Michael Sautter studied writing and public speaking in college, and at first he thought he’d pursue a career in public relations or marketing. “But,” he says, “it didn’t take long for me to realize my talents were more about selling a vision.”
The turning point that launched his sales career came when he saw his friend working at a “hip new startup with MacBooks while I was working for a VA hospital,” he says. “It didn’t take much convincing to see what the private sector had to offer in terms of career growth and trajectory.”
Sautter took a sales role in the tech industry, and today he is a mid-market account executive at the software company Sumo Logic. “I joined the Denver location when we had a small WeWork office,” he says. “Almost four years later, Sumo Logic Denver has grown into the company’s second headquarters.”
Here, Sautter shares the challenges he has overcome, how Sumo Logic champions learning and development, and what it takes to succeed in sales.
What led you to your job at Sumo Logic, and what has kept you at the company?
My now-fiancé was in the elevator at a WeWork in Denver and saw a flier for a Sumo Logic meet-and-greet happy hour. Since I came from a startup and had a sales development focus, she recommended I stop by and network a bit.
The company has great leadership and everyone is aligned on the company vision, which are a few areas to which I can contribute my longevity at Sumo Logic. One of our longtime sales leaders has been a mentor that not only championed the Denver headquarters, but also helped build up its presence to where it is today.
What are you responsible for in your role?
I’m responsible for outbound prospecting, new logo acquisition, customer management, order management, marketing, and project management.
You’ve been promoted six times since joining Sumo Logic’s sales organization. How does the company help nurture and develop talent?
I’ve been fortunate to have worked under great leadership both as a sales development rep and in a customer-facing direct selling role. I think my career growth within the company can be attributed to two things:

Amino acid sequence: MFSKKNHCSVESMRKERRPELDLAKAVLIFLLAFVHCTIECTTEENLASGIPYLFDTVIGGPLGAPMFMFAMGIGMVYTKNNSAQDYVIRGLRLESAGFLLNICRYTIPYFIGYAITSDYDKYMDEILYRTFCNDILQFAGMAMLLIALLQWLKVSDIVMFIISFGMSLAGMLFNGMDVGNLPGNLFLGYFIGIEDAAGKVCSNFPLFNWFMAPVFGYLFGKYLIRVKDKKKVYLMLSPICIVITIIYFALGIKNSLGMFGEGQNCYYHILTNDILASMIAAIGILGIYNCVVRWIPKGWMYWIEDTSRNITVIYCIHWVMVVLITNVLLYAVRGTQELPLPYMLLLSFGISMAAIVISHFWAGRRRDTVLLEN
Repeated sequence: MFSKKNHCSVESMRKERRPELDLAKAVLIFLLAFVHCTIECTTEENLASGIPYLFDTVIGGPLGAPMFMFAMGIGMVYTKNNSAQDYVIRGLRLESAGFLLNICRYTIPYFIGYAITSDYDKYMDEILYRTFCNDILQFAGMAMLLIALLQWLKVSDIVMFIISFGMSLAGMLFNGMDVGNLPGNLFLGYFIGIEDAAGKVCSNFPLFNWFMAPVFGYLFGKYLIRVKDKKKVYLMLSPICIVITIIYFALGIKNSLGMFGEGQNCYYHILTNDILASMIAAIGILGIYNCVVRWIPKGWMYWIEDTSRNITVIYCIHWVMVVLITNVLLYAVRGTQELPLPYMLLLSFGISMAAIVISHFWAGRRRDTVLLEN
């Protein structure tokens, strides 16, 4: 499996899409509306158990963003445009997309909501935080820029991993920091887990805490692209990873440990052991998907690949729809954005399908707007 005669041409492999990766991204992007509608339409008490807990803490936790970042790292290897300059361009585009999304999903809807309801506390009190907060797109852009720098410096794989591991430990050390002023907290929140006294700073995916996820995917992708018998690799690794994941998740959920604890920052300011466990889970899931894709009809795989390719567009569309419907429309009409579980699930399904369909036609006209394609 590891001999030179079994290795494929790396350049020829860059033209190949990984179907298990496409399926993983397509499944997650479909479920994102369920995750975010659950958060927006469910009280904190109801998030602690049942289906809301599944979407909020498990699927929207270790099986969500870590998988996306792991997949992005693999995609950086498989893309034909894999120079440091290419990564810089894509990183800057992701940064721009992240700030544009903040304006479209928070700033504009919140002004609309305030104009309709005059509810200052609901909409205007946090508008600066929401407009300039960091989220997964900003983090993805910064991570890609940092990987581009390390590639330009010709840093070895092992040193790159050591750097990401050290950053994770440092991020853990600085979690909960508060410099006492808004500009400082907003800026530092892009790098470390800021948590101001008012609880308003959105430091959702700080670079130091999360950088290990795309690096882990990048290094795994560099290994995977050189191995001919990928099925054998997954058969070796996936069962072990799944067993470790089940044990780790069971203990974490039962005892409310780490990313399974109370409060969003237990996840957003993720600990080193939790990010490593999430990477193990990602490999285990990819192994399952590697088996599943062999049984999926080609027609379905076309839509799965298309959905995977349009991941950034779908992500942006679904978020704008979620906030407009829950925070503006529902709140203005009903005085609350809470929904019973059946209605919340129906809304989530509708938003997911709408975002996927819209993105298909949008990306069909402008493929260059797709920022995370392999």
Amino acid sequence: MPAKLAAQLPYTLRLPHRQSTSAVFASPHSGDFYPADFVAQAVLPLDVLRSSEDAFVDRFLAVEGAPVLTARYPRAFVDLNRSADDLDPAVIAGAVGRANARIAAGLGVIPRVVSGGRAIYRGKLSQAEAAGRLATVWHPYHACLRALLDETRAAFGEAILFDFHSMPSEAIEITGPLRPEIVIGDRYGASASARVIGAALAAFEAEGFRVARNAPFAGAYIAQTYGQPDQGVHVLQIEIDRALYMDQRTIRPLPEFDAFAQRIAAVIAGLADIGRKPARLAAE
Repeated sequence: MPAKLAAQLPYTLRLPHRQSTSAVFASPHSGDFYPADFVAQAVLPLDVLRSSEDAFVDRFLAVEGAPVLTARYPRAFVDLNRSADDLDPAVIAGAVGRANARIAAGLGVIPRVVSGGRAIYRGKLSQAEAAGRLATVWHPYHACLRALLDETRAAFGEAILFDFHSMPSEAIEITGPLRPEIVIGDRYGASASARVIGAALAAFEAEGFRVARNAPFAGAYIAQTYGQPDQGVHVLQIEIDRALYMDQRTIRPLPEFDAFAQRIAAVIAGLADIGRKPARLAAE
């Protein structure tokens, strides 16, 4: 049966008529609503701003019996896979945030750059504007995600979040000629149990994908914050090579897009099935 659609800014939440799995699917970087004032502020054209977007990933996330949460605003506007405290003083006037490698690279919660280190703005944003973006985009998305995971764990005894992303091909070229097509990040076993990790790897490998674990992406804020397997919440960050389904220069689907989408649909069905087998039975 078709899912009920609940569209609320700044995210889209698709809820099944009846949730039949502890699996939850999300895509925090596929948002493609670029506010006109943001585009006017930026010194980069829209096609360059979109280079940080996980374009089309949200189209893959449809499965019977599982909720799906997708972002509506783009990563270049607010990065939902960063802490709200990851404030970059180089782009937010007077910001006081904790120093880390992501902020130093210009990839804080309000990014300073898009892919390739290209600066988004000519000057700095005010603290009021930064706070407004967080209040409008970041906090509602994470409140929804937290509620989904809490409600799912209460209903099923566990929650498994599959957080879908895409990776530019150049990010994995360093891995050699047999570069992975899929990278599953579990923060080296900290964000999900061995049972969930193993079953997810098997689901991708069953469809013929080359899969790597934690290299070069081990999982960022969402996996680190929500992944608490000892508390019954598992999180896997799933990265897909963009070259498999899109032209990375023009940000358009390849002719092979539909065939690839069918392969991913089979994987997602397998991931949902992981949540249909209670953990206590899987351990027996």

Sumo Logic has a sales development team program to nurture people into direct selling, marketing, or sales engineering fields. It was a great first experience at Sumo Logic and really put me on the path to develop my selling skills.
Sumo Logic also encourages a learning culture across go-to-market. We have weekly sales motion reviews at both the mid-market and enterprise levels, an in-house competitive team, industry trend discussions, product release overviews, and outbound sales campaigns. There’s a wealth of knowledge available to ensure the success of the individual. Sumo encourages sellers to have a unified story and live the learning culture
What is the biggest challenge of working in sales, and how have you overcome it?
The biggest challenge, especially in tech sales, would have to be the learning curve coming into a brand-new industry. Many times I felt self-doubt, since Sumo Logic is a very technical platform to understand and pitch. So I had to really learn the technology and the story.
You also have to understand that people need to be motivated to do anything—they buy from other people to save time and money. Nothing is worse than getting too far in the sales cycle only to find out they had no reason to buy in the first place. Do your best to uncover that as early as possible and ask the tough questions up front. Just like your average buyer, you, too, need to protect your time and effort.
What do you like best about working in sales?
Whether working leads, answering customer inquiries, keeping up with industry trends, product releases, or strategizing with colleagues, no two days are the same.
What have been the keys to your personal success at Sumo Logic?
I would also say confidence, muscle memory, and a killer support team. “It takes a village” is the most common phrase you’ll hear at Sumo Logic, and it’s true. Have the courage to ask for help. There are entire teams dedicated to helping go-to-market functions—whether partners, product teams, marketing, or sales leadership, we’re all stakeholders here. And we’re all motivated to build together. Tap into this resource and utilize every asset available.
What can salespeople do to stand out to clients?
Prospecting can be the least exciting but most fruitful part of the job. Sure, anyone can sequence prospective clients or send canned messages according to the persona(s), but how do you stand out to the masses? It's hard to get someone's attention and even harder to keep it.
Standout in your messaging. Keep it interesting, timely, and valuable. Learn a prospective client's interests and hobbies. I stick behind the notion that people buy from people. We're all people at the end of the day, and as a salesperson, you just need to be one, too.
What else does it take to succeed in sales?
As a whole, thick skin and patience. You have to focus on things you can control and block out things you can’t. This will keep you grounded, and keep you from falling into self doubt. A hunter mentality is something you’ll often see on sales job requirements. I’m a firm believer that if you can generate your own deals, you’ll be successful no matter where you go.